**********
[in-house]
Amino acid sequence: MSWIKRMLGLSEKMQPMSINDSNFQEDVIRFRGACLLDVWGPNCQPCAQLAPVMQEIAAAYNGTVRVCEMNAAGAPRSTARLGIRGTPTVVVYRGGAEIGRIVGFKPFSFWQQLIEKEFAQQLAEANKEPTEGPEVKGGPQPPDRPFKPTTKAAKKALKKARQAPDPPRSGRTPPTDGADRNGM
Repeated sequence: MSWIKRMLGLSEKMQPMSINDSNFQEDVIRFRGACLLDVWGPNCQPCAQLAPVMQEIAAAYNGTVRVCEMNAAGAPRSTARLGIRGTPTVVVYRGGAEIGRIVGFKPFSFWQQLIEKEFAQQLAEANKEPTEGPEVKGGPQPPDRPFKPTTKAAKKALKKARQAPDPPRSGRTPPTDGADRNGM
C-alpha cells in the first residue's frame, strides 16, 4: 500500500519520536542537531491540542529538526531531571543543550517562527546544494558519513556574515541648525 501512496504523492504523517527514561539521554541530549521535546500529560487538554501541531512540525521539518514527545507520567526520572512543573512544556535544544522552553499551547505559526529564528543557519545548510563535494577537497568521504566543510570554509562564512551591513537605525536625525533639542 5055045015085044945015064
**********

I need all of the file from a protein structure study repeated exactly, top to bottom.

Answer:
[in-house]
Amino acid sequence: MSWIKRMLGLSEKMQPMSINDSNFQEDVIRFRGACLLDVWGPNCQPCAQLAPVMQEIAAAYNGTVRVCEMNAAGAPRSTARLGIRGTPTVVVYRGGAEIGRIVGFKPFSFWQQLIEKEFAQQLAEANKEPTEGPEVKGGPQPPDRPFKPTTKAAKKALKKARQAPDPPRSGRTPPTDGADRNGM
Repeated sequence: MSWIKRMLGLSEKMQPMSINDSNFQEDVIRFRGACLLDVWGPNCQPCAQLAPVMQEIAAAYNGTVRVCEMNAAGAPRSTARLGIRGTPTVVVYRGGAEIGRIVGFKPFSFWQQLIEKEFAQQLAEANKEPTEGPEVKGGPQPPDRPFKPTTKAAKKALKKARQAPDPPRSGRTPPTDGADRNGM
C-alpha cells in the first residue's frame, strides 16, 4: 500500500519520536542537531491540542529538526531531571543543550517562527546544494558519513556574515541648525 501512496504523492504523517527514561539521554541530549521535546500529560487538554501541531512540525521539518514527545507520567526520572512543573512544556535544544522552553499551547505559526529564528543557519545548510563535494577537497568521504566543510570554509562564512551591513537605525536625525533639542 5055045015085044945015064